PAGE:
LED Maker Xicato Plots Move into “Internet of Lights”
As an executive at Philips, Gerard Harbers developed technology that helped expand the use of LED lighting in TV monitors, streetlights, and outdoor signs. But when it came to the LEDs in his own home, he couldn’t stand the quality of light.
Motivated by his own experience, he co-founded Xicato to create light from LEDs that matches the quality of halogens, the industry’s gold standard. The company developed an LED light source—an electronic component about the size of two stacked quarters—that goes into light fixtures used in museums, stores, and other public places where the quality of light matters.
Now, the San Jose, CA-based company is moving into so-called smart lighting, in a bet that lights will become the communications and control hubs for high-tech, smart buildings, particularly in retail.
In the first quarter next year, Xicato plans to introduce LED modules that include both an LED light source and a Bluetooth wireless communications chip. After that, the company plans to introduce a package that includes an LED light, sensors, and a microcontroller that can be programmed via an API. The programmable light fixture will enable new applications, such as tracking consumers in stores or adjusting the color of light in stores and other public spaces.
Both consumers and businesses are upgrading to LED lighting because they’re energy-efficient and last many years. But most LED makers have focused on low costs over light quality. A Department of Energy review of solid-state lighting last year found that the color rendering index (CRI)—a measure of how accurately light displays colors—of consumer LED bulbs is average, about the same as compact fluorescent lights.
Xicato’s LED chips have a CRI of about 95 or a higher on a scale of 100, nearly matching halogens, says Harbers, Xicato’s chief technology officer. It gets that higher quality by using three separate materials called phosphors to precisely tune the blue light of LED chips. Lower-cost LEDs use only one phosphor to filter the blue LED light to look white.
“We took it as a challenge to make LED lights that have the same color quality of incandescent or halogen lights. But it was much, much harder to do than we thought,” says Harbers (pictured). The company was founded in 2007 and has been funded by its three founders and Mohr Davidow Ventures but doesn’t disclose how much it’s raised to date.
It thinks smart lighting technology will get a good reception among its clients. Stores and museums are seeking ways to use lights for location-based data services or to improve the shopping experience, says Joanna Brace, the company’s executive vice president of marketing.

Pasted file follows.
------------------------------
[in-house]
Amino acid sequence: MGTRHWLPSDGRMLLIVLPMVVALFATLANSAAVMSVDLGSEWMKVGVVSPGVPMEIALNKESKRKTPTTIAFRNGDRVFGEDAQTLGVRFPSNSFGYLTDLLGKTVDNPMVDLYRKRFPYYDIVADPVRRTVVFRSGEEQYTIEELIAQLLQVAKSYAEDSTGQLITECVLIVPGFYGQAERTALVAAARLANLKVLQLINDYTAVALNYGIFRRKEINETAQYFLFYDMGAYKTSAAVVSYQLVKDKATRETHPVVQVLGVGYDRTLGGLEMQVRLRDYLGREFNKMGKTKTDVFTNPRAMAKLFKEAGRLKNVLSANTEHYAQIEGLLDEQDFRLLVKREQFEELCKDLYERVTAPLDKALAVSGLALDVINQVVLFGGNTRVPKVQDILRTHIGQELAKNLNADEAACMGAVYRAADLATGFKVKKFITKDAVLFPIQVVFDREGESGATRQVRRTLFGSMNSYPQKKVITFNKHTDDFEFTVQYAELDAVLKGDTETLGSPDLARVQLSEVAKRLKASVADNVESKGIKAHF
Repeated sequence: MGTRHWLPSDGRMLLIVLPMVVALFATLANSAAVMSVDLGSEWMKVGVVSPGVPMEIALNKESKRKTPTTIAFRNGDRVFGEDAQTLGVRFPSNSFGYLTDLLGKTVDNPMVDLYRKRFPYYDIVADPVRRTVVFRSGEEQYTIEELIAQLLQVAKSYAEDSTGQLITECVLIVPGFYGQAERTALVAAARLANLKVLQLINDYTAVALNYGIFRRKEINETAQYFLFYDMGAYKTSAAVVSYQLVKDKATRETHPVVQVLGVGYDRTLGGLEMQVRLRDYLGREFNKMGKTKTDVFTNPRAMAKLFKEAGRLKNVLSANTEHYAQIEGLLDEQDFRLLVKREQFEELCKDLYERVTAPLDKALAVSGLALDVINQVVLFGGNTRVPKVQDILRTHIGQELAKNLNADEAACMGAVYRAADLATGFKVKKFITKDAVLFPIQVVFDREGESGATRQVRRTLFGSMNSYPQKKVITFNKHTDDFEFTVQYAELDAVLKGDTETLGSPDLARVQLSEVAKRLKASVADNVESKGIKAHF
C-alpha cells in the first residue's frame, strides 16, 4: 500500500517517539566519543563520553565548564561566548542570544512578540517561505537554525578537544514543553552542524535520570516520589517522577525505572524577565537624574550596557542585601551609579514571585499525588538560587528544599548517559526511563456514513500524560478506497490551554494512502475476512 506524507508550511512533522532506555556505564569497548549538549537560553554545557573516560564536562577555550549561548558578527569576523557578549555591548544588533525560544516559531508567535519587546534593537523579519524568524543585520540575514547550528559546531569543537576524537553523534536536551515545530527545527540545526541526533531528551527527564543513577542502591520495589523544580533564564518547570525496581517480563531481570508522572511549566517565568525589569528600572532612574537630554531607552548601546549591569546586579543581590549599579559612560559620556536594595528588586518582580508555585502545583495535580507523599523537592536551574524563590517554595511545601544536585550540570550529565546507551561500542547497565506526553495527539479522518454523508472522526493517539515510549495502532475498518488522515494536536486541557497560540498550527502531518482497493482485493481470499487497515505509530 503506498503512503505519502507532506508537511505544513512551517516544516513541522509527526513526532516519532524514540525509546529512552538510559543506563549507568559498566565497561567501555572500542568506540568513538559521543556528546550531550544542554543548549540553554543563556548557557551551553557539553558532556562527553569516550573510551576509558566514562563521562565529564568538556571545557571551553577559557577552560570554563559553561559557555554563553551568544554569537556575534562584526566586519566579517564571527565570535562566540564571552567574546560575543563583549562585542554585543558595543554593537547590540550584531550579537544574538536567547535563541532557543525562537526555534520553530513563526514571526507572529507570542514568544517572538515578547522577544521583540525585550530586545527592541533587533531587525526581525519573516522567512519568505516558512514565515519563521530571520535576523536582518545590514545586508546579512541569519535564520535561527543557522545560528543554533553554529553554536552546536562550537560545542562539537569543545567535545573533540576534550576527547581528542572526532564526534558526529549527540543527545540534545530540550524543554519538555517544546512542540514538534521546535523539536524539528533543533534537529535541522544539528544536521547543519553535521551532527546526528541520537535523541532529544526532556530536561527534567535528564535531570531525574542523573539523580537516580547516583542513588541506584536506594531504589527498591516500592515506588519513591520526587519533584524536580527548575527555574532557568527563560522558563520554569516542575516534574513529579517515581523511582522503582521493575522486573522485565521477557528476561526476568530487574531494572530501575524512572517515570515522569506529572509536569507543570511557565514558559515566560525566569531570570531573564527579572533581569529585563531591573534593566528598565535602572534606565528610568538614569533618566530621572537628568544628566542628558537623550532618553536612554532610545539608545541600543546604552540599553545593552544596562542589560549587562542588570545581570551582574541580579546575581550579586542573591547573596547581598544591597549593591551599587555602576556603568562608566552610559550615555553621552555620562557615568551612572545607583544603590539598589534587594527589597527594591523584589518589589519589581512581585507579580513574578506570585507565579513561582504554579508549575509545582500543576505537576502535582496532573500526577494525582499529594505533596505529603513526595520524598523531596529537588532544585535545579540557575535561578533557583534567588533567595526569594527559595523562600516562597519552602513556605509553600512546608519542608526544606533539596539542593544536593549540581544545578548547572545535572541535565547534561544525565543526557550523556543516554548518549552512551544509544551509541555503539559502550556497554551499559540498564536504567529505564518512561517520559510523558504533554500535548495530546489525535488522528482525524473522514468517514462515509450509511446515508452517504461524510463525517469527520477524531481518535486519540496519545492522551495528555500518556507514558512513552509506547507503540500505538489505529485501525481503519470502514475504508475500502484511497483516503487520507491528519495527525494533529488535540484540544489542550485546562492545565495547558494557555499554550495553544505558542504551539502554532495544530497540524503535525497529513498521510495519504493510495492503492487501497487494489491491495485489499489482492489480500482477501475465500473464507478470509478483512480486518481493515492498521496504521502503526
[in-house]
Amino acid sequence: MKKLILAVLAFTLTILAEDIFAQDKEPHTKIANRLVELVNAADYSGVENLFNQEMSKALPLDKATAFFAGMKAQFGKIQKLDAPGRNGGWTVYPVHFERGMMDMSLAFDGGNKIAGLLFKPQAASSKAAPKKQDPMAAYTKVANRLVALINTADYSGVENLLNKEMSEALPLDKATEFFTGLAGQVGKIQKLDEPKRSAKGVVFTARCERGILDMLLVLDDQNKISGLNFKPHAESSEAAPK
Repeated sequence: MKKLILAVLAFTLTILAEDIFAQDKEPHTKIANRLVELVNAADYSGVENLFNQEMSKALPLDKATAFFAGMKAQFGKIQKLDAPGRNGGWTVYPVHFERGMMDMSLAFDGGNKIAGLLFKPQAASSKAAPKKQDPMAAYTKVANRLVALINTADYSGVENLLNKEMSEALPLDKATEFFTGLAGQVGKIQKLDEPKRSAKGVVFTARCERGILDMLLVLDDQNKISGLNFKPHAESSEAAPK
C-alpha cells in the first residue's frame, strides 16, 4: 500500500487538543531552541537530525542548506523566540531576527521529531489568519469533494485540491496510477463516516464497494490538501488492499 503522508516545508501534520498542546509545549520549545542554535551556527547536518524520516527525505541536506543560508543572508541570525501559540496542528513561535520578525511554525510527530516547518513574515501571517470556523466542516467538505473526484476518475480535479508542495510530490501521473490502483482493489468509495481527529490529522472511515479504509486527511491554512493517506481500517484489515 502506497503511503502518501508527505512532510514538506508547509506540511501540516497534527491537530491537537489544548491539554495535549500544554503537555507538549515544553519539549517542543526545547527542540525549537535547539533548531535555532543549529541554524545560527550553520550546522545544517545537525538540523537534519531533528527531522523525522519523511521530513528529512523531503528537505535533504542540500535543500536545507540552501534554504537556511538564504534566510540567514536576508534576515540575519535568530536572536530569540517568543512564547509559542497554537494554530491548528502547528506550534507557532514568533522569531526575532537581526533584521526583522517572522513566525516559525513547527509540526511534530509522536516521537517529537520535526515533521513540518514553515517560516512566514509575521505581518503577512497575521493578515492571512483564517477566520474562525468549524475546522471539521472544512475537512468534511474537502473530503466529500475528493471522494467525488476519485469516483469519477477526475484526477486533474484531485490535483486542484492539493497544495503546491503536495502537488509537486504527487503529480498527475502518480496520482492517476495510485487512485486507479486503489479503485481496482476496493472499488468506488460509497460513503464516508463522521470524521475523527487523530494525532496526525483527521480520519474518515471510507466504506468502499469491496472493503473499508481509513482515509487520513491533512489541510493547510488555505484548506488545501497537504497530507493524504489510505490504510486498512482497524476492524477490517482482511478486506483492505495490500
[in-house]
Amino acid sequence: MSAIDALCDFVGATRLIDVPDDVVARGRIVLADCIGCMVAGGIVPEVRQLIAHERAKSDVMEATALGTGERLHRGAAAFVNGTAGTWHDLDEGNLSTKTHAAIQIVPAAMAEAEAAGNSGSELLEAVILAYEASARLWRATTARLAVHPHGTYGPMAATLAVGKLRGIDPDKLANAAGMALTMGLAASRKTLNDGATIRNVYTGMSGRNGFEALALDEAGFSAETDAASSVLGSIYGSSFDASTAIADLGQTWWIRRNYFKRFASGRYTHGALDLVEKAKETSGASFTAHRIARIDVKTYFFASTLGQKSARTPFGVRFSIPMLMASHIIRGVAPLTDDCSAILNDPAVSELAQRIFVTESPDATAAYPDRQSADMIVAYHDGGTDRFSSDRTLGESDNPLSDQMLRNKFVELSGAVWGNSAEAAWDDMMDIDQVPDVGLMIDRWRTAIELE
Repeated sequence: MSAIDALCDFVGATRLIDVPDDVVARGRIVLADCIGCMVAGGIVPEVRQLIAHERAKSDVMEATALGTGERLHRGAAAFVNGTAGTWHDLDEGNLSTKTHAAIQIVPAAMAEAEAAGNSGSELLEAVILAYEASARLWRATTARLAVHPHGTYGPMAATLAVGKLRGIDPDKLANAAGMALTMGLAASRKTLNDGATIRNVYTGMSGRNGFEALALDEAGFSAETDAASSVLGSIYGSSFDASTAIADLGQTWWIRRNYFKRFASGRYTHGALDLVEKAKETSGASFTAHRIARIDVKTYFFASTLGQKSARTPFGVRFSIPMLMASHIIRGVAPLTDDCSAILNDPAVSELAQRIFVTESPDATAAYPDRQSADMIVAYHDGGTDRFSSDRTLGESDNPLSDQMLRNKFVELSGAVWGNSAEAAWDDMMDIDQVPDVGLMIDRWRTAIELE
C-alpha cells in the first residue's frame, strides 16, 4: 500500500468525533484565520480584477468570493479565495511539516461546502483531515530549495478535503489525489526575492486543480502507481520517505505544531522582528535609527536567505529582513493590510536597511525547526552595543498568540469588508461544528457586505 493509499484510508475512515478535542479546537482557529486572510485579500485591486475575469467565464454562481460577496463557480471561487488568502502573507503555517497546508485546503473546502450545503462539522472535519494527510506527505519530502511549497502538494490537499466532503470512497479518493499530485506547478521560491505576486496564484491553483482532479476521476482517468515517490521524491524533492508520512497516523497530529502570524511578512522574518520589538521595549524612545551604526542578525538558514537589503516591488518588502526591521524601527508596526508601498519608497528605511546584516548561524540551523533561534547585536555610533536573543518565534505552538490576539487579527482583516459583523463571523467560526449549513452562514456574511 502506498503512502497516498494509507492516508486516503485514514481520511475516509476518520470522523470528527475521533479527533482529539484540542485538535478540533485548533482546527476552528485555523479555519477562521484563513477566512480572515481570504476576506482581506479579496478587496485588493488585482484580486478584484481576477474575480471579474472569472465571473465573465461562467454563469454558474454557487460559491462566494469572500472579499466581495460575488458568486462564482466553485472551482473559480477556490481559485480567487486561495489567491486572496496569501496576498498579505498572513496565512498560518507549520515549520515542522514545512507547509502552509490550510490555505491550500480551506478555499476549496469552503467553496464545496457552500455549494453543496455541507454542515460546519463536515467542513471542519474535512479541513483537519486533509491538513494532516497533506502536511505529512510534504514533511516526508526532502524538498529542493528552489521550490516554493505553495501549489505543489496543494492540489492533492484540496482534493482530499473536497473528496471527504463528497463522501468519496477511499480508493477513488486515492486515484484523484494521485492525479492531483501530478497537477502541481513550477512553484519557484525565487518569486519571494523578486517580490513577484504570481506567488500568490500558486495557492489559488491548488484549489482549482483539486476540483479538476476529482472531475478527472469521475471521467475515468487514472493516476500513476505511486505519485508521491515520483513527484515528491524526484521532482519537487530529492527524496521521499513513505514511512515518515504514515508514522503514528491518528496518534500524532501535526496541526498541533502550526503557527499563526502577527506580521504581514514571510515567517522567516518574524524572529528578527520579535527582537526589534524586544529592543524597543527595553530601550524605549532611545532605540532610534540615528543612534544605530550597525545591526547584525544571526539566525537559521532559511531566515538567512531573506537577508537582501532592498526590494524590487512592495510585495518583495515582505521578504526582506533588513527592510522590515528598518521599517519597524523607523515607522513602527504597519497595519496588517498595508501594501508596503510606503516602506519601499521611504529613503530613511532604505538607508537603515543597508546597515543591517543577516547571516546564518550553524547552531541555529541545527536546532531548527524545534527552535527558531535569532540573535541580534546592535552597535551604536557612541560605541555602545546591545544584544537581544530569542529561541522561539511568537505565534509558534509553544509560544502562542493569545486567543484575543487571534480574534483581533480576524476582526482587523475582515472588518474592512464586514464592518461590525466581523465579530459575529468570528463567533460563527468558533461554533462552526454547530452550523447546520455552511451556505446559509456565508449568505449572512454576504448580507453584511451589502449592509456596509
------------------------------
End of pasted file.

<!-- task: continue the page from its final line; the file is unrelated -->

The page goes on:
A storeowner could draw attention to one part of the story by sending more focused light onto it or create a dramatic scene to catch consumer interest. The color of light, or how much white or yellow it has in it, can be adjusted to create a different mood for the evening versus day or for different seasons.
“Once you introduce controls, you can do much more in a store than just provide light,” she says.
A number of retailers are already experimenting with iBeacon and other wireless lighting systems to gather indoor location data on consumers. With iBeacon, low-energy Bluetooth transmitters communicate with consumers’ smartphone apps. A museum, for instance, could provide background information on displays, or stores could provide special offers to people’s phones.
The challenge with this model is that these individual beacons are battery powered, so they’ll need to be maintained, and owners may need to set up separate wireless networks for the beacons to communicate with phones, says Harbers.
“Our proposition is: why don’t you integrate all the communications and sensors into the light? Why not have every light act as a Bluetooth beacon because you already have the power and lights are everywhere,” he says.
The advantage of LED lighting is that it’s electronic, so adding sensors for motion, daylight levels, and networking chips is relatively straight forward, he says. Much like smartphones eventually included GPS sensors, many commercial LEDs will include both the lights and other electronics, Harbers predicts.
He’s certainly not alone in believing that connected light fixtures should provide the sensing and intelligence for smart buildings. A number of lighting startups are developing LED fixtures or controls that effectively combine distributed computing with lighting.
Boston-based Digital Lumens, which has a partnership to combine their controls and software with Xicato’s LEDs, makes a lighting fixture for warehouses that can be networked and managed from a Web-based software application. Sunnyvale, CA-based Sensity makes a system to convert commercial lighting to networked LEDs. Similarly, Sunnyvale, CA-based Enlighted makes sensors and software to network office lights of all kinds to improve the efficiency of lighting.
As Xicato, which saw its revenue grow 43 percent last year, gets into sensors and wireless lighting, it’ll likely compete with other smart lighting startups and established commercial lighting companies, such as GE, Philips, and Cree, another LED maker which has started to make its own bulbs and fixtures.
Many LED lighting companies are targeting business customers because they can earn back the money they invest in LEDs and controls through energy savings. Harbers, though, hopes that the price of LED with a high CRI, which are more expensive, will come down and be accessible in the consumer market.
“We’re starting in the professional space but I want to develop high-quality lights that you can afford,” he says.